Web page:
Don’t let migraine be the scariest part of your Halloween and bonfire night celebrations !
By Andrea Quinn – Senior Communications Officer
Do you have a preference for dark rooms and a dislike of strong scents like garlic? Maybe you’re a vampire, or perhaps you’re someone living with migraine. Below, we talk through some of the top migraine triggers you might encounter this Halloween and over Guy Fawkes night, and some suggestions for tackling them.
From bonfire smoke to that sickly sweet artificial pumpkin spice scent that seems to be pumped out of every shop at this time of the year, strong smells can be hard to avoid. For people with migraine, sensitivity to smell can be especially difficult, with many reporting that strong smells can either trigger a migraine attack or make them feel worse if they’re already dealing with one. If particular scents are a trigger for you, consider giving a heads-up to your companions and having a back-up plan if any ominous odours are causing mischief.
Fireworks displays are a Halloween and bonfire night staple – the exciting atmosphere and beautiful colours lighting up the sky make for a spectacle to behold. Unfortunately, for those of us living with migraine, these dazzling light shows can be a real headache. Many people report bright or flashing lights as a trigger for their migraine attacks, or increased sensitivity to them as an early warning sign that an attack is coming. Certainly, many people experience sensitivity to light (photophobia) during migraine attacks. Around a third of people with migraine have migraine with aura, and may experience visual disturbances such as coloured spots or lines, flashing or flickering lights or zig-zag patterns: no need for a fireworks display when these symptoms are at play!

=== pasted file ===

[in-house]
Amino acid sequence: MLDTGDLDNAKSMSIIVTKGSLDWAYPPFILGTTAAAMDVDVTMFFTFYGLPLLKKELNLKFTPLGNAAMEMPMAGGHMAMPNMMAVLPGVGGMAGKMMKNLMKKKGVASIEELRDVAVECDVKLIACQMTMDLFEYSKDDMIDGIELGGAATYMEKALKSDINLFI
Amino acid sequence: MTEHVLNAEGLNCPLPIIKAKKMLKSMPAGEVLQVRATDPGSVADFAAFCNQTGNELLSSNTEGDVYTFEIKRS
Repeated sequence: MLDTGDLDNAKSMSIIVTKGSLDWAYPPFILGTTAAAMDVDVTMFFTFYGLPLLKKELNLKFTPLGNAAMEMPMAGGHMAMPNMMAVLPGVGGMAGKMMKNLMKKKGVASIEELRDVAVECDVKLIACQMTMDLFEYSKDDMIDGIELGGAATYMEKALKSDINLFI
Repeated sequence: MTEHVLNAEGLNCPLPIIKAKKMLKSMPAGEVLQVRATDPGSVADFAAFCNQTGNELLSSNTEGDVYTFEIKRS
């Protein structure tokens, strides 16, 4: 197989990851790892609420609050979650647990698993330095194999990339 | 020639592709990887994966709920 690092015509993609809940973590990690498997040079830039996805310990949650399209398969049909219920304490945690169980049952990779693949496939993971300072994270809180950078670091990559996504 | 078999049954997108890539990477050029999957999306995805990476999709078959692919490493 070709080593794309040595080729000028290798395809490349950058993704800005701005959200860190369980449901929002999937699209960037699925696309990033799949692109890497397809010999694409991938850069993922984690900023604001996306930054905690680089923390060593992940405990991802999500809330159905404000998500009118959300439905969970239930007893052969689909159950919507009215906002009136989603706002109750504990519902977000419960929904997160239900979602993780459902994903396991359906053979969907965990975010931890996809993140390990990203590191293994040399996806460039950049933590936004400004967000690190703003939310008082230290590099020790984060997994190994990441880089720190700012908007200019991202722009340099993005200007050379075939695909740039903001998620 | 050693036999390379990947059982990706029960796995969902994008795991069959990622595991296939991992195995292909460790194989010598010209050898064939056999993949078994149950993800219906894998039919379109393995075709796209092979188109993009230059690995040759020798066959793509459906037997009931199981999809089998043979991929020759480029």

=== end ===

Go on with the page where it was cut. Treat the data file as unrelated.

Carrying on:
Tricked by treats
While getting dressed up in your spookiest costume and coming home with a bag full of sweets might sound like an ideal night, the migraine attack that might follow the next day is less than ideal. There are a few reasons why this can happen: many people associate sweets, particularly chocolate, as a migraine trigger, but actually a craving for sugary treats might have been an early warning sign that a migraine attack was incoming. As tempting as it might be to swap a healthy balanced dinner for a mountain of fun-size chocolate bars this Halloween, it’s worth noting that unstable blood sugar levels can make for a migraine horror story too; migraine is not caused by low blood sugar, but it can make migraine attacks more likely or the symptoms more painful. Try spacing out sweet treats and pairing them with more nutritious snacks and avoid skipping meals.
Avoiding thirst on the thirty-first
Beware the dangers of dehydration this spooky season! Whether you’re on a marathon trick or treating route with the little ones, or dancing the night away in fancy dress, the full-body costume complete with uncomfortably hot rubber witch mask is probably not the best option for anyone susceptible to dehydration-induced migraine attacks. Alcohol can also exacerbate mild dehydration so you might want to skip the witches brew cocktails or substitute them for an alcohol-free version.
RIP to routine
For some people, late nights and changes to eating and sleeping patterns can often be a recipe for migraine attacks. Some events might start later than you’re used to and might lead to getting less sleep than usual. If changes to routine leave you feeling ghoulish, you are not alone! Consider planning in some self-care and rest time after an event.
Postponing your paranormal activities
Ultimately migraine can be incredibly unpredictable, and even after going to every effort to avoid triggers, a migraine attack can still creep up on us. Similarly, it might not be possible to avoid all triggers and it’s important not to be too hard on ourselves if that’s the case. Try talking to friends and family about what you need and don’t be afraid to change or cancel plans if you need to! Your health is more important, and plans can always be rescheduled.